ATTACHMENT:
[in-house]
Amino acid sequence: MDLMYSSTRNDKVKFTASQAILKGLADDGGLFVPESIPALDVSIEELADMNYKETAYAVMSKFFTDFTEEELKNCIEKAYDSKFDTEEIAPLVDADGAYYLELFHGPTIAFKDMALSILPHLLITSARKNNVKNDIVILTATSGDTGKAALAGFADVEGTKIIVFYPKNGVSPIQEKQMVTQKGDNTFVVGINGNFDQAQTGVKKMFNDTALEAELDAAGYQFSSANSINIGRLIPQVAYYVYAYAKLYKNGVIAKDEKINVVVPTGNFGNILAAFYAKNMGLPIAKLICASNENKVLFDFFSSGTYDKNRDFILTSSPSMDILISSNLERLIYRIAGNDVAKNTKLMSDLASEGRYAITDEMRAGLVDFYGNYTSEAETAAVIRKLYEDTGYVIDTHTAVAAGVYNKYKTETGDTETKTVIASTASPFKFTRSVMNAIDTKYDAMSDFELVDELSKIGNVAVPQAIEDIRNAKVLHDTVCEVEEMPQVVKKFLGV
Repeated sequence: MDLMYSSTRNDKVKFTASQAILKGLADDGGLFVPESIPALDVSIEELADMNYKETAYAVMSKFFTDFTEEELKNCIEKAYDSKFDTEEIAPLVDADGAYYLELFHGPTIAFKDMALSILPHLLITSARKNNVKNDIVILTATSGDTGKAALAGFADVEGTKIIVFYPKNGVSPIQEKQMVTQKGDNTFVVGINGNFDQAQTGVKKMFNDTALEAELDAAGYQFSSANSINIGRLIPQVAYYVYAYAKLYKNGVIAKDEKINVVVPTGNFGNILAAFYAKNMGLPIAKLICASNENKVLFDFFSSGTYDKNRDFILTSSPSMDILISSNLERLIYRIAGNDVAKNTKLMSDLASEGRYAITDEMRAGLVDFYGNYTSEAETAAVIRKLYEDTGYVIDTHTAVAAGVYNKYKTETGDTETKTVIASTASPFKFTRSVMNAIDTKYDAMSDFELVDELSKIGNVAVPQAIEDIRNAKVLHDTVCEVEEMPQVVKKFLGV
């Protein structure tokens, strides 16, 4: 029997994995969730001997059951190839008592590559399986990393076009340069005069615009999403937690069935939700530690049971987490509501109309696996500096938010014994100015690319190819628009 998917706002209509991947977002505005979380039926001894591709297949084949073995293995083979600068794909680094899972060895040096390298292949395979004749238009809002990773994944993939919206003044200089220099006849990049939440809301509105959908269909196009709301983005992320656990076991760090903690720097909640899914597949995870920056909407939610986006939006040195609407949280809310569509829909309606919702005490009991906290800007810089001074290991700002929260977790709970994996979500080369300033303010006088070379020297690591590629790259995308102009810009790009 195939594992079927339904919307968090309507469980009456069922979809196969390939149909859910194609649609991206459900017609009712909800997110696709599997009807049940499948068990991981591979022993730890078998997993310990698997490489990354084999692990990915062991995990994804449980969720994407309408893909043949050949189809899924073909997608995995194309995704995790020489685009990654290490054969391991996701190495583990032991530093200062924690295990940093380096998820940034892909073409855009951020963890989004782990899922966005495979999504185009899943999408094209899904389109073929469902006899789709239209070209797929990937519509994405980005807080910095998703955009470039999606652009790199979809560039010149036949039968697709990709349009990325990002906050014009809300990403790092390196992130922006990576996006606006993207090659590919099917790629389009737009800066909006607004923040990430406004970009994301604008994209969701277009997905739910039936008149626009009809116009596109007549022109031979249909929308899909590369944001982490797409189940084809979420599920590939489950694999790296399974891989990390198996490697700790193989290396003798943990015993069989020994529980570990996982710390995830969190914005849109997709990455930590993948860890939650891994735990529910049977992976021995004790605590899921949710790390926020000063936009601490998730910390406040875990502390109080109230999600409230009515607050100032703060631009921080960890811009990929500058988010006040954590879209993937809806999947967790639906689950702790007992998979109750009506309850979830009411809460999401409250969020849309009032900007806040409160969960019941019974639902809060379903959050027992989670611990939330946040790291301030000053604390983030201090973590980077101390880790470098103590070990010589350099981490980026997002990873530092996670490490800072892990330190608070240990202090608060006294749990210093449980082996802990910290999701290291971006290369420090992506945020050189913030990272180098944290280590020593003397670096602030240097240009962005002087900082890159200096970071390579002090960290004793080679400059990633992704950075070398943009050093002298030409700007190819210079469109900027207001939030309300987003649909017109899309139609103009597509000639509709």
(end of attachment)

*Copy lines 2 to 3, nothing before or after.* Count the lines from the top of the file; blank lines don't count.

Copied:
Amino acid sequence: MDLMYSSTRNDKVKFTASQAILKGLADDGGLFVPESIPALDVSIEELADMNYKETAYAVMSKFFTDFTEEELKNCIEKAYDSKFDTEEIAPLVDADGAYYLELFHGPTIAFKDMALSILPHLLITSARKNNVKNDIVILTATSGDTGKAALAGFADVEGTKIIVFYPKNGVSPIQEKQMVTQKGDNTFVVGINGNFDQAQTGVKKMFNDTALEAELDAAGYQFSSANSINIGRLIPQVAYYVYAYAKLYKNGVIAKDEKINVVVPTGNFGNILAAFYAKNMGLPIAKLICASNENKVLFDFFSSGTYDKNRDFILTSSPSMDILISSNLERLIYRIAGNDVAKNTKLMSDLASEGRYAITDEMRAGLVDFYGNYTSEAETAAVIRKLYEDTGYVIDTHTAVAAGVYNKYKTETGDTETKTVIASTASPFKFTRSVMNAIDTKYDAMSDFELVDELSKIGNVAVPQAIEDIRNAKVLHDTVCEVEEMPQVVKKFLGV
Repeated sequence: MDLMYSSTRNDKVKFTASQAILKGLADDGGLFVPESIPALDVSIEELADMNYKETAYAVMSKFFTDFTEEELKNCIEKAYDSKFDTEEIAPLVDADGAYYLELFHGPTIAFKDMALSILPHLLITSARKNNVKNDIVILTATSGDTGKAALAGFADVEGTKIIVFYPKNGVSPIQEKQMVTQKGDNTFVVGINGNFDQAQTGVKKMFNDTALEAELDAAGYQFSSANSINIGRLIPQVAYYVYAYAKLYKNGVIAKDEKINVVVPTGNFGNILAAFYAKNMGLPIAKLICASNENKVLFDFFSSGTYDKNRDFILTSSPSMDILISSNLERLIYRIAGNDVAKNTKLMSDLASEGRYAITDEMRAGLVDFYGNYTSEAETAAVIRKLYEDTGYVIDTHTAVAAGVYNKYKTETGDTETKTVIASTASPFKFTRSVMNAIDTKYDAMSDFELVDELSKIGNVAVPQAIEDIRNAKVLHDTVCEVEEMPQVVKKFLGV